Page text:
YWCA Utah and community partners announce statewide resource for maternal mental health

(Leah Hogsten | The Salt Lake Tribune) Kelsie Oliver tells how her pregnancy and postpartum depression, OCD and intrusive thoughts affected her well being. YWCA Utah, community groups and state lawmakers announced a new online resource aimed at helping Utah women, parents, and families find local resources for maternal mental health services, Feb. 25, 2020 at the Capitol.

This story discusses suicide. If you or people you know are at risk of self-harm, the National Suicide Prevention Lifeline provides 24-hour support at 1-800-273-8255.

About three years ago, Kelsie Oliver had a beautiful baby girl. But three days after her daughter’s birth, Oliver started having troublesome thoughts, which she described as the “scariest thoughts you can ever think of” — either harming yourself or your child.

The thoughts got worse and worse, and she also suffered from panic attacks, OCD tendencies and extreme anxiety. Oliver said two months after her daughter was born, she became so desperate that whenever someone asked how she was doing she would lie.

“I was terrified that if I really was honest and I told them what was going on in my head, they would see me as an unfit mother and take her away." When Oliver’s daughter was 2 months old, she became suicidal and her husband had to take her to a psych ward, where she stayed for six days before going through an intensive outpatient program for three months.

But other moms won’t have to struggle like Oliver. In a meeting at the Capitol on Tuesday, several community partners announced they have designed an online resource called the Utah Maternal Mental Health Referral Network that can help. The online network holds information for 115 health care providers throughout Utah who specialize in providing maternal mental health.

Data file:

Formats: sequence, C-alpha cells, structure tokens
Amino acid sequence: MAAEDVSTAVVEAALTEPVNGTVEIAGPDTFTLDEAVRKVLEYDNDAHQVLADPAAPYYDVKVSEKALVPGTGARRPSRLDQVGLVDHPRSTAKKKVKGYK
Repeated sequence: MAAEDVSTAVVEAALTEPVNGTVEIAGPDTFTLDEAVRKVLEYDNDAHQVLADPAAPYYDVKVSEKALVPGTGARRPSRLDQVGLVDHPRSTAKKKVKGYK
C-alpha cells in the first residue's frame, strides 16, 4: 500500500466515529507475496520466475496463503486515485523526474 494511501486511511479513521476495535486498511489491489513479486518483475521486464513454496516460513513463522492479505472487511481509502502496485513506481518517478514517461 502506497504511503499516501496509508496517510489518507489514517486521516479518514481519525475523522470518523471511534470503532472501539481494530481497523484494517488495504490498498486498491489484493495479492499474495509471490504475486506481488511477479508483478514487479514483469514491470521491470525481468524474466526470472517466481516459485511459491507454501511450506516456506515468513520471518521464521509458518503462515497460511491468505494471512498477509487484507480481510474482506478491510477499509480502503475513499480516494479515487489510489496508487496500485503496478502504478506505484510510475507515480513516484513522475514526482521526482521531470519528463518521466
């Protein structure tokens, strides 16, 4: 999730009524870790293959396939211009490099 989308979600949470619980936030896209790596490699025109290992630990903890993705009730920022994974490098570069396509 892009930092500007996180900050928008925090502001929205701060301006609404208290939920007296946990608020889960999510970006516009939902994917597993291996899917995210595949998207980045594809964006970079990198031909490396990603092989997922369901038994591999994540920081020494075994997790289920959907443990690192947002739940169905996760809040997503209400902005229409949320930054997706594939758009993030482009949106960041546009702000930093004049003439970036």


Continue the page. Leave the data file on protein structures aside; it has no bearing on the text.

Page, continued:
“I’m now pregnant with my second child and I’m so excited because I know that with the programs they have put together that this story is going to be so different, I’m going to be OK, my family’s going to be OK," said Oliver.

Many women have struggled to find trained mental health care providers but Lynne Nilson with the Bureau of Maternal and Child Health said that will all change. The health care providers on the online network include psychotherapists, midwives, obstetricians, support groups and home visiting. Users of the resource can look for qualified providers by location, by health insurance, and by provider type.

“And we have all kinds of providers on there so maybe they’re not looking for a doctor, but maybe they’re looking for a support group or maybe their insurance doesn’t cover it so they can search by no insurance or what’s free on there," said Maternal Mental Health Specialist Brook Dorff.

Dorff said this issue is important. “Our rates are going up of depression and anxiety both during pregnancy and postpartum and again we’re trying to make sure that people know where to go and how to get help."

Nilson also testified to the importance of maternal mental health, saying “we know from research that mom’s mental health not only impacts her own health and the ability to live her full potential, but also impacts the life of her child and especially her family.”

The Bureau’s data shows that while the rate of postpartum depression among Utah moms has remained relatively stable, the rate of anxiety and depression during pregnancy continues to increase. And suicide takes a devastating toll on families and Utah communities.

The Utah Maternal Mental Health Referral Network is available at maternalmentalhealth.utah.gov.

Last legislative session, Rep. Jennifer Dailey-Provost, D-Salt Lake City, sponsored a legislative request to appropriate funding for maternal health care services.

“If we don’t do good by our mothers and children then we really need to realign our priorities," Dailey-Provost said Tuesday.